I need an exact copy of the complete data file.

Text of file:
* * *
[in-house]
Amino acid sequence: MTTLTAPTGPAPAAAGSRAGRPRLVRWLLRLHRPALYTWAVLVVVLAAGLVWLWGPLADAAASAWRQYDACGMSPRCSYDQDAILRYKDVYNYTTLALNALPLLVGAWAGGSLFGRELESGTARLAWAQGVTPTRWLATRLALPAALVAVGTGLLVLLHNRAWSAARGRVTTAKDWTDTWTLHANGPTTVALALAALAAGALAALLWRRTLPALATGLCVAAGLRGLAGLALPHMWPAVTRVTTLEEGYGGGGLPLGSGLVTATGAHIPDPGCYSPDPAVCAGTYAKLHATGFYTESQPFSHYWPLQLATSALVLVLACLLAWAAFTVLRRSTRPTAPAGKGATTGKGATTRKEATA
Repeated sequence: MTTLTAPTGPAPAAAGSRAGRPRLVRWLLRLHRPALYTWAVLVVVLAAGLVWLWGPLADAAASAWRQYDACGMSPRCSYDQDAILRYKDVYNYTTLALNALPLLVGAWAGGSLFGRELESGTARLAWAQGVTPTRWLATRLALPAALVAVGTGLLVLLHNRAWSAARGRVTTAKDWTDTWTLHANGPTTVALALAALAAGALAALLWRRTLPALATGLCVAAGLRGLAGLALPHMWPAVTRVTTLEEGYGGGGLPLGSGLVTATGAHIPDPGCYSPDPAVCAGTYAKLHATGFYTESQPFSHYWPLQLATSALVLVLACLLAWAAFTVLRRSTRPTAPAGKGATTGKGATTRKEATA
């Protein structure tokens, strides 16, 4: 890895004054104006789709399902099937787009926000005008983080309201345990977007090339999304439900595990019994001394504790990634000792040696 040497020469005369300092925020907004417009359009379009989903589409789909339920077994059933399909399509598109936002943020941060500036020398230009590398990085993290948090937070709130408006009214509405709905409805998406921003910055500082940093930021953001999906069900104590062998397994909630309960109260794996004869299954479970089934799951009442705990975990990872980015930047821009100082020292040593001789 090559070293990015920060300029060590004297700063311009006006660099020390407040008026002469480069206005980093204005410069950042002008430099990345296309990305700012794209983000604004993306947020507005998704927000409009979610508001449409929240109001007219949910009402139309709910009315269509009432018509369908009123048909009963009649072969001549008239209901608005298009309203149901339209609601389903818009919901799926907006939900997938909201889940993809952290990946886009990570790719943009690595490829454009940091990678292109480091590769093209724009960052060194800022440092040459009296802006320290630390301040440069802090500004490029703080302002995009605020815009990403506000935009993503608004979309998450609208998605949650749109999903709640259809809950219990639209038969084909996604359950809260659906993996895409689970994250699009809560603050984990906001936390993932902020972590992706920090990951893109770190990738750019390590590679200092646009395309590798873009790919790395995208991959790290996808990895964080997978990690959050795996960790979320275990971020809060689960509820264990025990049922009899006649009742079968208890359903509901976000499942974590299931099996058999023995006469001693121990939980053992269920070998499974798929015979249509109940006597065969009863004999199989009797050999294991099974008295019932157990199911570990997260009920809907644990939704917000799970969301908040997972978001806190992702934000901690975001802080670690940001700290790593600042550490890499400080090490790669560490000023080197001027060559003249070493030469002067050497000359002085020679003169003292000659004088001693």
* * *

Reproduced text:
[in-house]
Amino acid sequence: MTTLTAPTGPAPAAAGSRAGRPRLVRWLLRLHRPALYTWAVLVVVLAAGLVWLWGPLADAAASAWRQYDACGMSPRCSYDQDAILRYKDVYNYTTLALNALPLLVGAWAGGSLFGRELESGTARLAWAQGVTPTRWLATRLALPAALVAVGTGLLVLLHNRAWSAARGRVTTAKDWTDTWTLHANGPTTVALALAALAAGALAALLWRRTLPALATGLCVAAGLRGLAGLALPHMWPAVTRVTTLEEGYGGGGLPLGSGLVTATGAHIPDPGCYSPDPAVCAGTYAKLHATGFYTESQPFSHYWPLQLATSALVLVLACLLAWAAFTVLRRSTRPTAPAGKGATTGKGATTRKEATA
Repeated sequence: MTTLTAPTGPAPAAAGSRAGRPRLVRWLLRLHRPALYTWAVLVVVLAAGLVWLWGPLADAAASAWRQYDACGMSPRCSYDQDAILRYKDVYNYTTLALNALPLLVGAWAGGSLFGRELESGTARLAWAQGVTPTRWLATRLALPAALVAVGTGLLVLLHNRAWSAARGRVTTAKDWTDTWTLHANGPTTVALALAALAAGALAALLWRRTLPALATGLCVAAGLRGLAGLALPHMWPAVTRVTTLEEGYGGGGLPLGSGLVTATGAHIPDPGCYSPDPAVCAGTYAKLHATGFYTESQPFSHYWPLQLATSALVLVLACLLAWAAFTVLRRSTRPTAPAGKGATTGKGATTRKEATA
């Protein structure tokens, strides 16, 4: 890895004054104006789709399902099937787009926000005008983080309201345990977007090339999304439900595990019994001394504790990634000792040696 040497020469005369300092925020907004417009359009379009989903589409789909339920077994059933399909399509598109936002943020941060500036020398230009590398990085993290948090937070709130408006009214509405709905409805998406921003910055500082940093930021953001999906069900104590062998397994909630309960109260794996004869299954479970089934799951009442705990975990990872980015930047821009100082020292040593001789 090559070293990015920060300029060590004297700063311009006006660099020390407040008026002469480069206005980093204005410069950042002008430099990345296309990305700012794209983000604004993306947020507005998704927000409009979610508001449409929240109001007219949910009402139309709910009315269509009432018509369908009123048909009963009649072969001549008239209901608005298009309203149901339209609601389903818009919901799926907006939900997938909201889940993809952290990946886009990570790719943009690595490829454009940091990678292109480091590769093209724009960052060194800022440092040459009296802006320290630390301040440069802090500004490029703080302002995009605020815009990403506000935009993503608004979309998450609208998605949650749109999903709640259809809950219990639209038969084909996604359950809260659906993996895409689970994250699009809560603050984990906001936390993932902020972590992706920090990951893109770190990738750019390590590679200092646009395309590798873009790919790395995208991959790290996808990895964080997978990690959050795996960790979320275990971020809060689960509820264990025990049922009899006649009742079968208890359903509901976000499942974590299931099996058999023995006469001693121990939980053992269920070998499974798929015979249509109940006597065969009863004999199989009797050999294991099974008295019932157990199911570990997260009920809907644990939704917000799970969301908040997972978001806190992702934000901690975001802080670690940001700290790593600042550490890499400080090490790669560490000023080197001027060559003249070493030469002067050497000359002085020679003169003292000659004088001693």